Drips and the Meaning of Life

chasing dry rot I love the sound of the rain drumming on the cabin roof as our sailboat gently rocks on the bay. The oil lamps cast a golden glow and the stereo quietly fills the cabin with music. It’s a great time to recline on the settee and read a good book or just meditate. That is until I began hearing the inevitable drip.

It’s so quiet I’m tempted to ignore it. Just focus on the rain or the music. Don’t listen to the drip … drip … drip. Try to think about something else. Concentrate on the book, the story, happy memories; anything but the drip … drip … drip. It’s not like the boat is going to sink. It isn’t a flood pouring in. No canon ball has pierced our hull. It’s not like we hit a rock and I’ve got to spring into action and man the pumps. It’s just a … drip … drip … drip. It won’t work. I’ve got to hunt it down, mop up the mess and put an end to it. There will be no peace until the drip is silenced.

There are some questions in life that are like that too. We can pretend they don’t exist. We can try to drown them out or ignore them but eventually we have to face them.

“Why am I here?” “Is there anything after this life?” “Is this all there is?” “Does any body care?” These questions don’t seem as urgent as say taking out the trash or getting new tires put on your car but eventually you’ll have to face them. We don’t have the “pig’s advantage.” (Mr. Pig doesn’t realize he is piggy today and bacon tomorrow.) As human beings we must ask these questions.

My Humanist friends dismiss the questions as “irrelevant.” “So what? It doesn’t matter,” but I say that it does. If life has a purpose then it follows that for me to get the most out of life, I should discover that purpose.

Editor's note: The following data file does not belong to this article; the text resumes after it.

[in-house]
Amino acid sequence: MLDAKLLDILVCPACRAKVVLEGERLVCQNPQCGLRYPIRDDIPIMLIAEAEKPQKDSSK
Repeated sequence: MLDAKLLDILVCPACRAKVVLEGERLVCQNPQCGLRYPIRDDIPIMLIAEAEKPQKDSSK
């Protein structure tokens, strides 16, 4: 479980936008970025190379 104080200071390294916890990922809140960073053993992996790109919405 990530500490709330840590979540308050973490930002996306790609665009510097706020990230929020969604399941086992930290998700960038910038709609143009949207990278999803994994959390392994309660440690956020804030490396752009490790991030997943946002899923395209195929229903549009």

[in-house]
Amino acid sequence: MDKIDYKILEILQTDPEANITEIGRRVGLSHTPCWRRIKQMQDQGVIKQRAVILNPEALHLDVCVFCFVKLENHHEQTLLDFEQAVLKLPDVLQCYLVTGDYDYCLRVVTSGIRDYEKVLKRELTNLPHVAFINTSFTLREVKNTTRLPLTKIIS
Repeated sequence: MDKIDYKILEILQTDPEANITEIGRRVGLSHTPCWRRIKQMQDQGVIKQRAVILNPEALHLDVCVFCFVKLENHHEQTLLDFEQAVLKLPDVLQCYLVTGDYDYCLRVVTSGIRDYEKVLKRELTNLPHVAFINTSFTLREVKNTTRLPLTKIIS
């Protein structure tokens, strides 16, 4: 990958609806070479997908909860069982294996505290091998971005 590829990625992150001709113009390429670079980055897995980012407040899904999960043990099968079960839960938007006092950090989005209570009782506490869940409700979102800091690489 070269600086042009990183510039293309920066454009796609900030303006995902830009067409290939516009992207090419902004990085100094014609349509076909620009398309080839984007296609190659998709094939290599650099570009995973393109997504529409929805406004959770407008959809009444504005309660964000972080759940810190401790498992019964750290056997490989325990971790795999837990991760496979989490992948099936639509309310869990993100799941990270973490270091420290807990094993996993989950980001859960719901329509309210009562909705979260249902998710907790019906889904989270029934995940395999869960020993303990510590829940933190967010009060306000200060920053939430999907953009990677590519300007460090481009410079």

“But life doesn’t have a purpose John!” my friend might object.

“And how do you know that? The very fact that we can ask the question hints that there is an answer.”

“Then I decide what the purpose is. I give my life meaning!” he shouts.

“That’s noble in a John-Waynish-kind-of-way but it sounds more like you’ve put your fingers in your ears and are trying to avoid the hard work of finding the answers.”

The sun has come out and the drips have gone away but that doesn’t mean I can ignore them. It’s time to get out the calk and seal the leaks. Likewise isn’t it time to begin the quest and discover the purpose in life? But, of course, if you are a Christian, you’re already a pilgrim and well on your way to the grand discovery.

raising the sail

 

 

The Christmas Whale

It has been a long watch Christmas Eve on the passage from Ventura to San Diego. An hour before sunrise, a blood red, full moon slips below the horizon foretelling the storm that has been chasing us southward. Catalina is somewhere off the starboard bow and we barely move on a flat, windless sea.

I really should wake Jan for her watch. I am so tired I can barely sit upright behind the wheel. It is bitter cold and the wool blanket on my lap and the one wrapped tightly around my shoulders just makes my watch tolerable. I can’t bear to wake her, so another hour passes before Jan wakes me with a start, “John? Are you okay?”

I mumble something and bolt upright. The eastern sky is pale and overcast. “I’m fine honey. Merry Christmas,” I add.

“Merry Christmas John! Would you like some hot tea?”

“I’d love a cup.” Still the sails hang limp. The northern skies look menacing but the radio says we still have another day before the gale will arrive.

We were scheduled to leave Ventura on Monday but the starter had to be replaced and the myriad of tiny chores proved to be nearly insurmountable. Beautiful day followed beautiful day but we were still trapped at the marina. “Jamma” took her sewing machine home on Monday and our dear friends, Gordon and Glynna, stretched their vacation until Wednesday to help us prepare. The weather closed in on Thursday but we slipped the lines on Friday and roared across the channel past Anacapa Island with a rail in the water on only the jib and mizzen sails.

“According to sailing lore, voyages that start on Friday will surely end in disaster,” Terry the salty old diesel mechanic at the marina reminded us before we left. His words haunted me all through my first overnight passage as did the dictum repeated as the moon sank before dawn, “Red sky in the morning, sailors take warning.”

“Merry Christmas sailor,” she chimed handing me a steaming mug of tea. Catalina Island finally appeared in bold relief as the edge of the sun crept above the horizon. Birds began their search for breakfast and a playful pod of dolphins frolicked in the distance. My joints ached as I stood to stretch. Jan dutifully slipped behind the wheel and I wrapped the blankets around her. There really was no need to steer. There wasn’t a hint of wind but the slow, ocean swells continued to move us south.